Thursday, October 29, 2015

Lost Stars Helping Us Find Our Way

Sorry that I've gone a week already without posting, and sorry that this is another Star Wars post without anything in between; I'll try and get back into the regular routine after this.

Even though Claudia Gray's Lost Stars was marketed less heavily than Aftermath was, the former did what I wanted the latter to do--and was disappointed that it didn't do. And that's the single direct comparison I'll make between the two.

This book made sense as being part of the Journey to the Force Awakens, though that might seem odd because it in fact covers much of the same space as the original trilogy. Once again, I knew little about this book coming in, just that it was a young reader book and was supposed to be a Romeo and Juliet type story. 

I don't know what young reader means, if that's middle grade or more teen. The prologue feels middle grade, then the first maybe hundred pages are fairly teen/YA. After that, I'd throw out the young reader label completely; I don't get it. What is interesting is the way that the book shifts along with the age of the characters; this not only allows you as the reader to see age development but also the development of ideas and perspectives. 

What this book offers is a look at people, just people who are living in the events we're all so familiar with. It isn't a story about what makes a character into a villain because the characters of primary concern aren't villains. It's a story about what motivates these characters, what makes them choose the choices that they choose, and why they believe in what they do--and how all of that does or does not change over time.

Because it covers ground all the way from eight years after the beginning of the Empire to about a year after it's fall, there is a lot that this book goes over and there are a lot of skips over periods of time, whether months or years. But the pacing all felt right and so did the focus: we're already familiar with the Battle of Yavin, with Hoth, and with the second Death Star, so we don't need to have too much focus on basic details. It's enough just to know what these new characters think of events and where they were during these events. Never did this book feel like we were just getting a repeat of Episodes IV-VI; the difference in perspective means that what is important at different moments is entirely different. What matters to Ciena and to Thane isn't always the same as what mattered to Leia or Luke or Darth Vader or anyone else we've previously been familiar with.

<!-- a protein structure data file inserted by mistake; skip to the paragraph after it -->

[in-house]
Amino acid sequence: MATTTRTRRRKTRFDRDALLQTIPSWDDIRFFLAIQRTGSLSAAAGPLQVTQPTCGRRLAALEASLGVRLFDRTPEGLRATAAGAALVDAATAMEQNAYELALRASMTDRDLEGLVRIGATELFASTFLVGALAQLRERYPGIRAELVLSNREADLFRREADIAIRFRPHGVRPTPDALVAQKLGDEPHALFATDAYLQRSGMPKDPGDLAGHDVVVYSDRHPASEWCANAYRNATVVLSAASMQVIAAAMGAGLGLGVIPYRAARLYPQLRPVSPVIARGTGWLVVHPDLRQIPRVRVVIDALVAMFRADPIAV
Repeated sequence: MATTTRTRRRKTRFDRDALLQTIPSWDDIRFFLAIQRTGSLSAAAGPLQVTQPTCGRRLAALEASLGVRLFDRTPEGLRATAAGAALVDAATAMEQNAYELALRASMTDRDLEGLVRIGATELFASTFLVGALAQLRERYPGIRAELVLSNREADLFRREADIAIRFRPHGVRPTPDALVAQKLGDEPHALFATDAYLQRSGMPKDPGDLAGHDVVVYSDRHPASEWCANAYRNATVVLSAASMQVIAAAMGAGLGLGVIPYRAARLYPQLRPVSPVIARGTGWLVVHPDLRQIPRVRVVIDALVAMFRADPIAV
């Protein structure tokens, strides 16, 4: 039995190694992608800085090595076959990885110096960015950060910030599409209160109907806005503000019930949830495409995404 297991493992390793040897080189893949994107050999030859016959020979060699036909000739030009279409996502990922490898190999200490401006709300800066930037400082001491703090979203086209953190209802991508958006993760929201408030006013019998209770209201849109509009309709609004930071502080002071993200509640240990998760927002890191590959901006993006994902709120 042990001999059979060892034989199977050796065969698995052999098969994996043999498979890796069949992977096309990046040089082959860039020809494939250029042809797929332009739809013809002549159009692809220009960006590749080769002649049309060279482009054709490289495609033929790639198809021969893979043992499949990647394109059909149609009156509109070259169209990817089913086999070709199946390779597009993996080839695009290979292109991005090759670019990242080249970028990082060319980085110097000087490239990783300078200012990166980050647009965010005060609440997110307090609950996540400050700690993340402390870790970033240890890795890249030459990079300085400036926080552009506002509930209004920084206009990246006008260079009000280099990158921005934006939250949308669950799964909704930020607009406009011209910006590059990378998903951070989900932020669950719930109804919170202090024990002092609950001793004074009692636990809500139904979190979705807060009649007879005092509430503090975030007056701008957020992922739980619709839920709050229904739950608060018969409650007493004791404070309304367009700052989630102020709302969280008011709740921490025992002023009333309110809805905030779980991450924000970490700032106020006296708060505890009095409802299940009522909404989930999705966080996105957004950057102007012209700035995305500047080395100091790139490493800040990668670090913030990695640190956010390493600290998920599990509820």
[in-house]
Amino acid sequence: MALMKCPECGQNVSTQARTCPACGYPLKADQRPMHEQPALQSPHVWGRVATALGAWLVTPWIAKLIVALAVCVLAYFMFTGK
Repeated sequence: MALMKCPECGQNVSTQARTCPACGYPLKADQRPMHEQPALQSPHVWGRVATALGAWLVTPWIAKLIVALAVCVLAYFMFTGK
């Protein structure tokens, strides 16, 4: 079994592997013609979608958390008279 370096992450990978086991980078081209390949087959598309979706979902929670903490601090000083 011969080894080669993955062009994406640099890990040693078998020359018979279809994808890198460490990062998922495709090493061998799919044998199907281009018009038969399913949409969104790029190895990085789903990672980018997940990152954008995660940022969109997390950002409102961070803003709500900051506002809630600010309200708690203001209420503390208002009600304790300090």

Ciena and Thane begin as bright children with dreams, then they develop into young adults trying to make those dreams a reality, and then they become people who are more aware of themselves and of other people. Duty, honor, community, justice, humanity, friendship, loyalty, and of course love are all concepts that they try and define and then act on. And in a time of war, well, it's all a mess.

The only thing I found missing was just one more image of what happens toward the end (I mean, the end before that final, sneak peek-type scene). It almost ended like a book in a series--but as far as I know this is a stand-alone book. It could be possible, though, that pieces of this story (other than that final scene) will make it into other books or movies in some form. I hope so because I just want a little bit more closure.

Other than that, this was a good read and I'm surprised that it wasn't marketed that highly (at least not that I saw). Even though it's a break from all the vital events (Anakin turning dark and then Darth Vader leaving behind the dark), the themes are just as important, if not so elevated: they're the themes of two people trying to find their way in the world--despite the world.

No comments:

Post a Comment